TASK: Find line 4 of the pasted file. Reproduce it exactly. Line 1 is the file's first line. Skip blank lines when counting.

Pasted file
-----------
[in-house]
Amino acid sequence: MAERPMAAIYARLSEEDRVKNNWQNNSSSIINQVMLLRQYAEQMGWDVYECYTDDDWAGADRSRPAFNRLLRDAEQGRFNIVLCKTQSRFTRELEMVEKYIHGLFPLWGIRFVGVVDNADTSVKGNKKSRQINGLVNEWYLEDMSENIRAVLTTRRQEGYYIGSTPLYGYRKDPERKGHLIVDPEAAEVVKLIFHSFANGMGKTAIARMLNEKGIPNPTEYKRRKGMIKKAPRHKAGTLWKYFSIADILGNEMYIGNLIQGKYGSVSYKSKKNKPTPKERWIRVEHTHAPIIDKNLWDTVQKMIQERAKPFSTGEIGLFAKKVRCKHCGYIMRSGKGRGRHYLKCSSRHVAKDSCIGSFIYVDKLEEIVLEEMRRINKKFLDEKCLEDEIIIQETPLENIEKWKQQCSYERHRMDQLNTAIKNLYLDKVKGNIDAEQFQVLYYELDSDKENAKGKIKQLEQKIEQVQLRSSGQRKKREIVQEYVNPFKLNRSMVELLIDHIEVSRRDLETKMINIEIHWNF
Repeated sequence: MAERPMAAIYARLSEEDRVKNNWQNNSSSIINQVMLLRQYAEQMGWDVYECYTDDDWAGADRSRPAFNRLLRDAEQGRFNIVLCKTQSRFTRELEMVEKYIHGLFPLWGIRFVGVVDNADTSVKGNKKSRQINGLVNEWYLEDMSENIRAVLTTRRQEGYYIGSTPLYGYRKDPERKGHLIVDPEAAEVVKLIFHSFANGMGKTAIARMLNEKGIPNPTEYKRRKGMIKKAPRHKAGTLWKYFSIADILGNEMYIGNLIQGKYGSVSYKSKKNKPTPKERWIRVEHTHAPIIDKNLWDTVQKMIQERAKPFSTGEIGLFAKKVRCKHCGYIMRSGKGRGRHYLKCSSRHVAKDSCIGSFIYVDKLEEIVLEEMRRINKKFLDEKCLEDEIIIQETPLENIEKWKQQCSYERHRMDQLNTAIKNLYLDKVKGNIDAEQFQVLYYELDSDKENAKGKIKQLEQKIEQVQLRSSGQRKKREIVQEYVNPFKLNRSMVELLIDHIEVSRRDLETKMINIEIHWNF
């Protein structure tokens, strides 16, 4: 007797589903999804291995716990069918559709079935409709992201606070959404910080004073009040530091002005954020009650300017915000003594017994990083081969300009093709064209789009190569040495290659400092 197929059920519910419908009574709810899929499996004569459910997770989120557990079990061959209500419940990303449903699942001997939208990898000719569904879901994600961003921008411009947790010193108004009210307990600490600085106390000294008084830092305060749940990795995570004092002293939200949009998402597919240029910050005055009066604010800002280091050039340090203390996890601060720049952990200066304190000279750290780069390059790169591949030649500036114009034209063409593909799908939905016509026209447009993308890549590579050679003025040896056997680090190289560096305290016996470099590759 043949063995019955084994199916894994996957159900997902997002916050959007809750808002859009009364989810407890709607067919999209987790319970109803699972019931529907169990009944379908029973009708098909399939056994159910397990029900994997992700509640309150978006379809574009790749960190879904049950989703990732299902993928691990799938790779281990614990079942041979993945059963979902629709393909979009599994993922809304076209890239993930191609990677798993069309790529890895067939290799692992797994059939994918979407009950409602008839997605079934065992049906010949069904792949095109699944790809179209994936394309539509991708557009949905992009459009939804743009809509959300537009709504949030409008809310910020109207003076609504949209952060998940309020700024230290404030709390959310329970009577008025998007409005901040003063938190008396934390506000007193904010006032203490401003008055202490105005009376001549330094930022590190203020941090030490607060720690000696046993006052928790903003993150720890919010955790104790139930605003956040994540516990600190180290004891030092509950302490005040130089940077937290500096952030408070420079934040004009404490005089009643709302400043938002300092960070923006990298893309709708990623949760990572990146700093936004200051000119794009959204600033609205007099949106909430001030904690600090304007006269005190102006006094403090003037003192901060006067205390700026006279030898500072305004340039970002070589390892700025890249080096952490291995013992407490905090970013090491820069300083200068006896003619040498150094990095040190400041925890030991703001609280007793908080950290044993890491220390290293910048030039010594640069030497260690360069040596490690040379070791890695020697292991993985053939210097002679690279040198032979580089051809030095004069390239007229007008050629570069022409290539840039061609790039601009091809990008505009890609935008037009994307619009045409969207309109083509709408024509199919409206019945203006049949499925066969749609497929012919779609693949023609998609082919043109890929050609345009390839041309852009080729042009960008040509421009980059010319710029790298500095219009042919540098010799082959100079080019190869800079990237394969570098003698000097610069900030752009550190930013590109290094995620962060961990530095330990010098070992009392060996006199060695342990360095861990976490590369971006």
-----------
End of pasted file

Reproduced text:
């Protein structure tokens, strides 16, 4: 007797589903999804291995716990069918559709079935409709992201606070959404910080004073009040530091002005954020009650300017915000003594017994990083081969300009093709064209789009190569040495290659400092 197929059920519910419908009574709810899929499996004569459910997770989120557990079990061959209500419940990303449903699942001997939208990898000719569904879901994600961003921008411009947790010193108004009210307990600490600085106390000294008084830092305060749940990795995570004092002293939200949009998402597919240029910050005055009066604010800002280091050039340090203390996890601060720049952990200066304190000279750290780069390059790169591949030649500036114009034209063409593909799908939905016509026209447009993308890549590579050679003025040896056997680090190289560096305290016996470099590759 043949063995019955084994199916894994996957159900997902997002916050959007809750808002859009009364989810407890709607067919999209987790319970109803699972019931529907169990009944379908029973009708098909399939056994159910397990029900994997992700509640309150978006379809574009790749960190879904049950989703990732299902993928691990799938790779281990614990079942041979993945059963979902629709393909979009599994993922809304076209890239993930191609990677798993069309790529890895067939290799692992797994059939994918979407009950409602008839997605079934065992049906010949069904792949095109699944790809179209994936394309539509991708557009949905992009459009939804743009809509959300537009709504949030409008809310910020109207003076609504949209952060998940309020700024230290404030709390959310329970009577008025998007409005901040003063938190008396934390506000007193904010006032203490401003008055202490105005009376001549330094930022590190203020941090030490607060720690000696046993006052928790903003993150720890919010955790104790139930605003956040994540516990600190180290004891030092509950302490005040130089940077937290500096952030408070420079934040004009404490005089009643709302400043938002300092960070923006990298893309709708990623949760990572990146700093936004200051000119794009959204600033609205007099949106909430001030904690600090304007006269005190102006006094403090003037003192901060006067205390700026006279030898500072305004340039970002070589390892700025890249080096952490291995013992407490905090970013090491820069300083200068006896003619040498150094990095040190400041925890030991703001609280007793908080950290044993890491220390290293910048030039010594640069030497260690360069040596490690040379070791890695020697292991993985053939210097002679690279040198032979580089051809030095004069390239007229007008050629570069022409290539840039061609790039601009091809990008505009890609935008037009994307619009045409969207309109083509709408024509199919409206019945203006049949499925066969749609497929012919779609693949023609998609082919043109890929050609345009390839041309852009080729042009960008040509421009980059010319710029790298500095219009042919540098010799082959100079080019190869800079990237394969570098003698000097610069900030752009550190930013590109290094995620962060961990530095330990010098070992009392060996006199060695342990360095861990976490590369971006």